Fun And Frolic On The Cricket Field
Sledging As An Art
By Ali Yawer Usmani

The Aussies have just returned from India and have left behind a trail of sledging ‘incidents’ that linger in the minds of everyone. It is a well known fact that sledging, as an art has been perfected by the Aussies more than any other team. This is one fatal armour that they employ against oppositions, when everything else has failed!

Nevertheless sledging has an interesting history behind it and even today it forms an integral part of the game. No one actually knows when sledging started, but since time immemorial disparaging remarks have been part of the sport in general – and cricket in particular. There si a hypothesis that sledging has evolved out of the off cuff remarks that transpired between the players and even umpires on the field. As the character of the game changed, these remarks became more aggressive and distasteful. We take a look at some of the incidents that definitely have the attribute of wit and humour rather than bare intimidation.

There is a legend called “Yabba” in the Australian cricket folklore, who sat in the outer as an onlooker, and kept on yelling encouragements and insults at the players in the field. One of the most interesting anecdotes regarding “Yabba” is that once a batsman was playing and he kept missing the ball all through in a session of a test match. Unable to withstand this drudgery anymore Yabba yelled,” Bowl the bastard a grand Piano and see if he can play that instead!”

Another instance of this character was when he made a remark to the unpopular Douglas Jardine during a Test match. Jardine was brushing away the flies during a bat session of a Test match when Yabba in his witty way remarked,” Oye Jardine, keep your bloody hands of our flies.”

The Grand Old Man of cricket, Sir W G Grace was an expert in things other than cricket as well and he demonstrated his ability in ample amount. Some experts consider him to be a habitual cheater and he used to fool the umpires and bowlers with his remarks. There are a lot of stories associated with him. A very popular one has it that he was out rather early in his innings, he walked to the bowler and said,” The people have came to see me bat and not to see you ball”, and continued to bat. But another time, and he met his match. When his bails were felled by a delivery; he calmly picked up the bails and replacing them, remarked to the umpire “windy today, isn’t it?” Where upon the umpire raising his index finger shot back, “Yes, but I’m not and you are out.”  

This banter was not only restricted to the field, but off it too. There was a player called David Shepherd (not our beloved umpire) who was also a parson with a large parish. After a test match, in which he dropped as many catches as he could, he was called on to officiate in a christening ceremony. There when he was holding the baby the father remarked,” I am a bit worried about your dropping my baby in the font given the sort of form you’ve been in this week.”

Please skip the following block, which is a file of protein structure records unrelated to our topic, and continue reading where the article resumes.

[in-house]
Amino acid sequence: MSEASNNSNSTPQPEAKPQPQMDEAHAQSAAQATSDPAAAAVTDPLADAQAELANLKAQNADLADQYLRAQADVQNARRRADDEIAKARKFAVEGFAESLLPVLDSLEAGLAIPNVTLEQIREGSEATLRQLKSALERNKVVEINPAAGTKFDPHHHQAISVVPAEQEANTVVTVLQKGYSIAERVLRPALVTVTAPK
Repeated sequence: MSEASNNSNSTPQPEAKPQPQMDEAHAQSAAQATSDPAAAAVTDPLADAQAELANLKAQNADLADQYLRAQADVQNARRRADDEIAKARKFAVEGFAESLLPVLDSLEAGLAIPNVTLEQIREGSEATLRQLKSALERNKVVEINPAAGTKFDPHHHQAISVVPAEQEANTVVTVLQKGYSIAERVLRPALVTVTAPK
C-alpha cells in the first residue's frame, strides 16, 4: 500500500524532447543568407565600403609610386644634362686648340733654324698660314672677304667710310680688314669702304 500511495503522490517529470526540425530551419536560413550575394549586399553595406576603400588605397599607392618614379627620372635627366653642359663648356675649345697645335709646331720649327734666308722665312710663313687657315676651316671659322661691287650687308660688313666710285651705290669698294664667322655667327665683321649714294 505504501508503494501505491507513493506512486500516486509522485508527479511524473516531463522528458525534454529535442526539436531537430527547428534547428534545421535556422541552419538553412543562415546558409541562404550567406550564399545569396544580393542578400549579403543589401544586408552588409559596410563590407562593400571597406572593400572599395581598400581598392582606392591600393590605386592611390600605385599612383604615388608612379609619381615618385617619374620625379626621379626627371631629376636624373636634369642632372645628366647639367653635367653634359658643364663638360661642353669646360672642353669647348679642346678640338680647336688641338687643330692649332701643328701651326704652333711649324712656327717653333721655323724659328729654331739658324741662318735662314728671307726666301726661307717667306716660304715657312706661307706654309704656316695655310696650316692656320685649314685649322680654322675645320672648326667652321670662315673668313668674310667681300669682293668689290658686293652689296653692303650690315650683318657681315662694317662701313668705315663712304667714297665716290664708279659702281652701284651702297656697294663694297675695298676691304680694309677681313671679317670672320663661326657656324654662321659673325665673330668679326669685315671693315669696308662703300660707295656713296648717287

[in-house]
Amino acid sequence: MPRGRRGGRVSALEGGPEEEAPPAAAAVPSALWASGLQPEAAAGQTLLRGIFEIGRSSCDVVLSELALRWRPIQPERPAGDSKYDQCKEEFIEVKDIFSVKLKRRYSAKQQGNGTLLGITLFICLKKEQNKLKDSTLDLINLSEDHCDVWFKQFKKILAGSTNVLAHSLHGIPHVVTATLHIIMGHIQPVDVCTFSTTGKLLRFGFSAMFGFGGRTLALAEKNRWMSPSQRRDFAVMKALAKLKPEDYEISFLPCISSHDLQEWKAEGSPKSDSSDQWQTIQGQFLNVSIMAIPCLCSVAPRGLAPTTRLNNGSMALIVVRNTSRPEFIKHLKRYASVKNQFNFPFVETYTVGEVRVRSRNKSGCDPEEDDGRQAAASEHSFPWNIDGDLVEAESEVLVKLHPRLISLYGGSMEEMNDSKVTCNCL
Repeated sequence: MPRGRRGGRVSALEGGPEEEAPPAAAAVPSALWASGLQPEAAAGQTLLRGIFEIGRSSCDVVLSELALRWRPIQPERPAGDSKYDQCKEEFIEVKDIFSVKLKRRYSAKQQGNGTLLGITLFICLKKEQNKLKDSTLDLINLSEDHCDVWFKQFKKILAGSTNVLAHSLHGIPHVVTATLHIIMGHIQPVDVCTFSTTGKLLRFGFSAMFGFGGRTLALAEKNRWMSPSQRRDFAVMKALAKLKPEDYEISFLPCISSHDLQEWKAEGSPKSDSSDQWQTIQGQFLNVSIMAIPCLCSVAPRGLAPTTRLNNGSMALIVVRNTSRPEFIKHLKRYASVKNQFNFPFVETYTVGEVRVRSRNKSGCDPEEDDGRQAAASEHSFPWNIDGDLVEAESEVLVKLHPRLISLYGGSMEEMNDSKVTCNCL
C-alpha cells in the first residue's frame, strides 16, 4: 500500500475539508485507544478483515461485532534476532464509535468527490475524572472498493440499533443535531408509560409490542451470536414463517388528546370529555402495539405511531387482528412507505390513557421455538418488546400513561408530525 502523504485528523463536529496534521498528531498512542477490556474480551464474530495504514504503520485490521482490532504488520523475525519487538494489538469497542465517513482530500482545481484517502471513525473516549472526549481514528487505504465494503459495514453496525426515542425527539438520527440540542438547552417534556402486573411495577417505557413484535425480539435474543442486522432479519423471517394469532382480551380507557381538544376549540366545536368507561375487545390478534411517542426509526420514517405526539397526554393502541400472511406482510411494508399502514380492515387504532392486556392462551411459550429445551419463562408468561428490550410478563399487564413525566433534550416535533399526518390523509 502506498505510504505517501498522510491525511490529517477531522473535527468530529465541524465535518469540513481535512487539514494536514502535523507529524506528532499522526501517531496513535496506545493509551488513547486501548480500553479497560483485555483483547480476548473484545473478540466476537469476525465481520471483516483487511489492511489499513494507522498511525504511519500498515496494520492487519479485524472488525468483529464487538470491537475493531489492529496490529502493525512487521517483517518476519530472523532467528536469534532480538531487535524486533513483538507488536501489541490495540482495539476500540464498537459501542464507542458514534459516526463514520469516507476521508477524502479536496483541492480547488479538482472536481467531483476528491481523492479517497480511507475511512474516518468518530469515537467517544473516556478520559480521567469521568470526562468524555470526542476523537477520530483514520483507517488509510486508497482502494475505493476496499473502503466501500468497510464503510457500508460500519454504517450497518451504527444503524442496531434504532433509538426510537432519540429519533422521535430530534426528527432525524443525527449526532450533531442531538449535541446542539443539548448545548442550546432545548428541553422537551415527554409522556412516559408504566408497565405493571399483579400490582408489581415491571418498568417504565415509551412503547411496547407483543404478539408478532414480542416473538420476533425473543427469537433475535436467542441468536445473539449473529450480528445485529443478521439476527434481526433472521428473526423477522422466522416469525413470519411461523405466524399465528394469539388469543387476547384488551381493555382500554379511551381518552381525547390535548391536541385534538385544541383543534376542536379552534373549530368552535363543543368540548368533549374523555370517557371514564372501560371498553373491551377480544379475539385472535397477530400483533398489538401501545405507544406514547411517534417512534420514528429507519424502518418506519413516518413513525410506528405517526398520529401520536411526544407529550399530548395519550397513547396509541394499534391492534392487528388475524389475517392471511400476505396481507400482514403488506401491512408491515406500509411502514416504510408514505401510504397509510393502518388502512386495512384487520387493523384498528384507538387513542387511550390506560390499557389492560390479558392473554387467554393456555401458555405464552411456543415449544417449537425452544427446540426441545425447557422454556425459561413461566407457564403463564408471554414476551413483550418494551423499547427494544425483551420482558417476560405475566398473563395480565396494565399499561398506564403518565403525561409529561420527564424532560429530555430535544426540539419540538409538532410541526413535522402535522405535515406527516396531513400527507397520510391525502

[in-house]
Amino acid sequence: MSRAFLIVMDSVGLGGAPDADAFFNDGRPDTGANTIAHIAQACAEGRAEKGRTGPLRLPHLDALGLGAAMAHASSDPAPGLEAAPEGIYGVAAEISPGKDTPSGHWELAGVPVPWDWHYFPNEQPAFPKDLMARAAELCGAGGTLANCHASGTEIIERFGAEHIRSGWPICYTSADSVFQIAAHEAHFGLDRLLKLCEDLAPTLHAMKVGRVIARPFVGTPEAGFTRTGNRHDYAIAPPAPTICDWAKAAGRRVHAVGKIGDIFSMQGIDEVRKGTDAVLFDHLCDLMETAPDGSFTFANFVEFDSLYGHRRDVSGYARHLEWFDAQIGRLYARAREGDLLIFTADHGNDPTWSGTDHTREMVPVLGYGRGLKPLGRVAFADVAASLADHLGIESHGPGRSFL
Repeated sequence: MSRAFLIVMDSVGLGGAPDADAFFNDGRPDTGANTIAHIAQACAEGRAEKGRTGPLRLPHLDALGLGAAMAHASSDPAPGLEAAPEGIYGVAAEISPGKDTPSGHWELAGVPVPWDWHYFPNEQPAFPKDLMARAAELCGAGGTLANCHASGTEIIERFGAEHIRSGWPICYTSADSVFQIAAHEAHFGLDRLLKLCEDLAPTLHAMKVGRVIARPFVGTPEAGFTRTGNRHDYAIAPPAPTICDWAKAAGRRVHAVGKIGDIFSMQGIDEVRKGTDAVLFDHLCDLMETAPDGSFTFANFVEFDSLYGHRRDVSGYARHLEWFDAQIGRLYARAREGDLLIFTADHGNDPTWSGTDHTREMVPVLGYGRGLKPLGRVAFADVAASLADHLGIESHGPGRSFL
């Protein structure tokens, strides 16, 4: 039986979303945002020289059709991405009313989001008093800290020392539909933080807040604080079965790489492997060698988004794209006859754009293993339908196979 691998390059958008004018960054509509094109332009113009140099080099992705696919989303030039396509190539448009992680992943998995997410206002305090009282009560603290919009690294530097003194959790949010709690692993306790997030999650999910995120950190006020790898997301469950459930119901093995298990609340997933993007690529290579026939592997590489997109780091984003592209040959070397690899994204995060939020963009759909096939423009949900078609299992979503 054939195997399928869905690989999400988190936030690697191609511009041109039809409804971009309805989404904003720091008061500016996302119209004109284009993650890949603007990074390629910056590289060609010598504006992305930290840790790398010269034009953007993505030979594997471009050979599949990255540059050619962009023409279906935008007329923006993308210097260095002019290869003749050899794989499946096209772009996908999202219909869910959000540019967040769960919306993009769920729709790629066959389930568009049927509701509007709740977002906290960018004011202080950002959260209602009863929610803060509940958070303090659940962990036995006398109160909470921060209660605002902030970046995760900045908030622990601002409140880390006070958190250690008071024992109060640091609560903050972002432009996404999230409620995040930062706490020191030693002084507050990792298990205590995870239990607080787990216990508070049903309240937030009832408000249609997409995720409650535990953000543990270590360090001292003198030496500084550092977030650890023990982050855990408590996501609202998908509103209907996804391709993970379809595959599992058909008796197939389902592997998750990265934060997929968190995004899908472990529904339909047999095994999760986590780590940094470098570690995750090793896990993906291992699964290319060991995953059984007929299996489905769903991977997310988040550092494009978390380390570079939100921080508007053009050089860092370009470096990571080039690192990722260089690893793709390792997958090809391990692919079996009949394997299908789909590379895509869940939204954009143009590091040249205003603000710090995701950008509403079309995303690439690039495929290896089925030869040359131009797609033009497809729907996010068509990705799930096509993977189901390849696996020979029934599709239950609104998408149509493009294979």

Coming back to the present, the sledging has turned more and more nasty and the taste surely has gone down. But these witty remarks can still be found sometimes occasionally. When Merv Hughes, the thick mustachioed Aussie was bowling a great spell to Robin Smith of England and kept beating him outside his off stump Merv walked down to Smith after every delivery and gave him a free opinion on his batting, which he felt was nothing but rubbish. After a while Robin played a beautiful cover-drive off him on a full-pitched ball. Then Smith walked up to him and retorted,” We are a right pair, aren’t we Merv? I can’t bat and you can’t bowl.”

Tit for tat as one may call it. Viv Richards was a party to an interesting incident. He was known for his aggressive hitting and used to go for the leather right from the word go. During his stint with Somerset, he was repeatedly beaten by fast bouncers from an enthusiastic bowler. The bowler walked up to Richards and said, “ Mate if you can’t spot the ball, I’ll tell you what its like. It is read, round and weighs five and a half ounce.“ As luck had it Richards blasted the next ball out of the park, past the adjoining garden right into a river. He retorted, “ Mate you know what the ball is like. Now go and find it. “

When it comes to “sledging” or a friendly banter, as you might call it, the Asian teams are known not to be very good at it. But here too there have been certain cricketers who have excelled at this variety of sport. The one that immediately comes to mind is Javed Miandad, who with his chatter used to unnerve the opposition. Once he kept on asking an Indian bowler about his room number while batting and was told so. He hit a six after sometime and told him to get the ball from the room.

But even this old pro was put in his place by none other but our own chattering Kiran More who unnerved him in the world cup 92’ match in Sydney at Australia, so much so that Javed started hopping like a monkey as if the situation had become too hot to handle then.

All said and done, one cannot deny that some friendly banter is always welcome on the fields provided it does not spill over-off the field but more importantly doesn’t go out of limit and create tension. But who decides what’s the limit. If you want to play it, you will have to be mentally tough. Do you agree? We would love to hear from you.  




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